Not that I have any personal experience with abduction cases, but I’m going to go out on a limb and say Ivy’s adjustment is not going well. After the disastrous encounter with her former boyfriend Tim (and his wife, doh!) at the end of the last episode, Ivy is grabbed outside of her house. It turns out to be something of an anticlimactic cliffhanger, though. Ivy is rescued from her attacker by her sister and father. The culprit (in this case) turns out to be the father of the still-missing Phoebe, who was abducted shortly after Ivy’s return. This is all blown off rather quickly, but as the episode plays out, it grows harder to accept Ivy as the innocent victim. Maybe Phoebe’s aggrieved father isn’t as far off base as we think.
The entire Moxam family is slowly disintegrating before our eyes. Emma’s preoccupation with her sister is taking a disastrous toll on her engagement. I can’t help but feel bad for Craig. Never mind the coitus interruptus and being forced out to sleep on the sofa, he can’t even properly vent his frustration without looking like a complete dick. How would that work, anyway? “I realize your eldest daughter has just been returned after being locked up in a basement and probably sexually abused for the past thirteen years, but your other daughter is being sort of insensitive to my feelings. Can you do something about that?” Poor Craig. He’s just in a really unfortunate spot here. No wonder he spends family movie night making pootie faces into his beer.
And then there’s Dear Old Dad. After Emma drops the parental gossip bomb about his affair on Ivy, Angus suddenly becomes persona non grata and is ordered out of the house. The tragedy here is that he claims to have seen his side dish earlier in the day to cut her loose and return to his family full time. Did anyone else catch the secret flash of smug satisfaction on Ivy’s face when Angus bent to pick up his rucksack? It flashed like a lens flare and was gone, and was even more subtle than Sansa Stark leaving the dog kennel, but it was there. I didn’t imagine it. Right?
Poor, luckless Tim barely makes it through the front door. Not that he deserves much after leading her on like a doofus. We’ve all been there at some point, dude. But you still have to wallow in it if you’re going to learn your lesson.
Even DI Elliot is unable to escape the curse of the suddenly poison Ivy (heh… poison Ivy… I made a funny). His attempt to interview her without his partner present in order to get her to open up backfires miserably on him. The biggest development in the mystery this episode is the discovery of the existence of Mark White’s mentally challenged brother. While being questioned on the topic, Ivy resolutely clams up. In fact, one could say she aggressively avoids the line of questioning with an angry tirade aimed squarely at Elliot. His interview doesn’t go sour so much as it shrivels, falls from the vine, and bursts into dust when it hits the ground. Poison Ivy (yep, I’m running with it) cops all the attitude, causing Elliot to tuck his tail and run.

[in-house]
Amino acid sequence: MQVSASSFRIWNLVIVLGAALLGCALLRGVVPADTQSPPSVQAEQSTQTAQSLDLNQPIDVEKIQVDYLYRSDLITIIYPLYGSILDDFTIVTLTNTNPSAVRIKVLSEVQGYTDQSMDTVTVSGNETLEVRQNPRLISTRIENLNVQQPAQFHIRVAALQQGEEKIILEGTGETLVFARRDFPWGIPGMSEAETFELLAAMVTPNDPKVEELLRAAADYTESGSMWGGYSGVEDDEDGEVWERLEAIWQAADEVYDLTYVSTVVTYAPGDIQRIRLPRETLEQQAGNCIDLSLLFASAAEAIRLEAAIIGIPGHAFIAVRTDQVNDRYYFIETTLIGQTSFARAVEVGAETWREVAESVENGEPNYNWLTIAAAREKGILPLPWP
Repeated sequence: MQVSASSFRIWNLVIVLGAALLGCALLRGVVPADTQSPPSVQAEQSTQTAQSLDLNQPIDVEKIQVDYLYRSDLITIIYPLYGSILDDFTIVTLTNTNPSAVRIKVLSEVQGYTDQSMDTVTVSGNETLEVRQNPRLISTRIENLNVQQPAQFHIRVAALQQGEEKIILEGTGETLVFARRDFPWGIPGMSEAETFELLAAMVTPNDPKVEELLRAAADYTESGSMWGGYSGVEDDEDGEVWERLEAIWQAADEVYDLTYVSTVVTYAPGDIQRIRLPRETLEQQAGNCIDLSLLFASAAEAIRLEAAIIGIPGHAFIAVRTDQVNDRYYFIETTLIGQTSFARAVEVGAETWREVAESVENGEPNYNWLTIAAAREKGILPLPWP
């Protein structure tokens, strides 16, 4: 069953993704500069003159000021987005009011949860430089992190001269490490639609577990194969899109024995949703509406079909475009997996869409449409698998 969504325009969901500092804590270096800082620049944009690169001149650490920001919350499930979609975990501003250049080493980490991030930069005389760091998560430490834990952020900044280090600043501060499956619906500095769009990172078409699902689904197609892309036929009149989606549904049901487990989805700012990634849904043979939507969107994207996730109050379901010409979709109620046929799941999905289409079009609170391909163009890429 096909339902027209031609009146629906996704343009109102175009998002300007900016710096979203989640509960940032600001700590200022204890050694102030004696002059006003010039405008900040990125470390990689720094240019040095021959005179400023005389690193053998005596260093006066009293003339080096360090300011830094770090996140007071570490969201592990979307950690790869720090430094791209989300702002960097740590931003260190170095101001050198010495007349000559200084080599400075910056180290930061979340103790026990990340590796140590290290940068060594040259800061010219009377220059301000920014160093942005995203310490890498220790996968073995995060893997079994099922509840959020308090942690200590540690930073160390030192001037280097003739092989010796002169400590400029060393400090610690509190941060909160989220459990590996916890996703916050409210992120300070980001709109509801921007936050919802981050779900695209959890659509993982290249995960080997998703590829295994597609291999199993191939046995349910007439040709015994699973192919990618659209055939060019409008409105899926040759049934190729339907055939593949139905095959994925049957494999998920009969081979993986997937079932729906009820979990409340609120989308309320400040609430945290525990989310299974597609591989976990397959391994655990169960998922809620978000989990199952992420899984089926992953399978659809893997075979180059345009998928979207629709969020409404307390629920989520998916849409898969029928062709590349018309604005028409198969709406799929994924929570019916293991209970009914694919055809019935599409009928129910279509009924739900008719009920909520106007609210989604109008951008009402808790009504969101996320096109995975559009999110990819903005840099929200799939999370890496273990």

There seems to be a pattern developing here. But Ivy wouldn’t be purposely driving every male from the household, would she? That would be either really crazy or really sinister. Considering the discovery of a body bag in Smith’s basement, my vote would be both. My general assumption is that Smith’s brother will be the occupant of the body bag, but we’ll have to wait until next episode to find out. Grr. Why didn’t I wait and binge watch this thing? It’s really not doing my blood pressure any favors.
Can we take a moment to discuss the performance of Jodie Comer? To call her portrayal of Ivy Moxam textured is an understatement. Sure, the writing and direction is purposeful and driven, but you really need the actor to step up and sell this story. And she is selling the hell out of it. While it is possible to dismiss Ivy as a wounded bird on the surface, Comer’s subtleties seem to betray a much more sinister agenda. DS Merchant’s discovery in the basement at the end of the episode confirms at least that much. Playing the role of someone who is putting on a performance of deceit is a mine field of overcompensation and stretched believability. Comer, however, seems to be performing effortless grande jetes back and forth across that mine field. It’s the oh-so-subtle hint of a smile during her father’s departure. It’s the shifting in her eyes from doe-eyed victim to complicit sympathizer to calculating criminal. It’s the way she is manipulating every single person around her by playing her victim card. Or maybe this is all part of her readjustment after the trauma she claims to have faced.
Nah, I don’t buy it, either. Is it time for the next episode yet?